May 13, 2008

Seven Types of Cheese

Yesterday morning it was raining. It poured all day long but it was especially bad in the morning. Nothing is worse than a cold rainy Monday morning. I parked my car in Monkeytown and trudged to the office avoiding the puddles and cursing the resurgent winter for all it's rain and cold.

Of course that's nothing compared with what the Chinese woke up to. Nearly 10,000 are estimated dead in the earthquake that struck central China . And it's nothing compared to what the Burmese woke up to last week when a cyclone leveled Myanmar. Up to 100,000 may have been killed in Cyclone Nargis.

Yesterday afternoon, I left the office, walked back through the rain and the puddles and sat in traffic on the way home. I turned on the radio and heard the reports from both China and Myanmar. I wasn't prepared to hear the stories about the vast amounts of children who had perished in both disasters. And I just don't know what to do with that knowledge except maybe double-over and cry.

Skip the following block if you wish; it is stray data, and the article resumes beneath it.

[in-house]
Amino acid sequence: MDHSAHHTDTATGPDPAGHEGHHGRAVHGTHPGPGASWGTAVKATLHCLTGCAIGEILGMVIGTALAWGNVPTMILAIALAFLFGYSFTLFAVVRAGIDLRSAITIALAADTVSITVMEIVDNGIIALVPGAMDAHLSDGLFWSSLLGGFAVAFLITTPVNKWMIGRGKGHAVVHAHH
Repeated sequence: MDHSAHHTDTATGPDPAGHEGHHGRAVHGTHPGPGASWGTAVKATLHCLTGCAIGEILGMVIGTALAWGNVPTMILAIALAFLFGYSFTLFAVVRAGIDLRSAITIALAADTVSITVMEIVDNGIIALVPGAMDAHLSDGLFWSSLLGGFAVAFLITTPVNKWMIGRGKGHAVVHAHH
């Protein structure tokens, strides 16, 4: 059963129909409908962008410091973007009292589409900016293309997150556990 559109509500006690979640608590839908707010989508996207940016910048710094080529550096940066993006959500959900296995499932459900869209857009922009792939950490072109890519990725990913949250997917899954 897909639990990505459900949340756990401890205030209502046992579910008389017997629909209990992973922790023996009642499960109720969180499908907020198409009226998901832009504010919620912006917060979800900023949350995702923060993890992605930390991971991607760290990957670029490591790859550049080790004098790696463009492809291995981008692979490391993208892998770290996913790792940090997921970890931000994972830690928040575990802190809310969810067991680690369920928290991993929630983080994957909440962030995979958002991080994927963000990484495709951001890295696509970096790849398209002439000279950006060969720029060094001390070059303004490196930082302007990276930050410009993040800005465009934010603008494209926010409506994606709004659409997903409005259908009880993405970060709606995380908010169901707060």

There is nothing more precious to me than my children. I cannot under any circumstances understand or imagine what these people halfway around the world are going through. I don't want to. What I do know without having gone through it myself - and please, that's an experience I don't want to have - is that they're facing the worst thing a person could.

Last night, Mia wouldn't tell us what she wanted for dinner. The only clue she gave us was that it involved cheese. So we ran through every type we had in the fridge - holey cheese (swiss), spicy pepper cheese (pepper jack), pizza cheese (mozzarella), round cheese to bite (provolone), cream cheese, noodle cheese (Parmesan), and yellow cheese that's lost its yellow (organic cheddar). That's seven types of cheeses. Seven fucking kinds of cheese. And then we played Attack Of The Killer Mushrooms (long story) with Mia.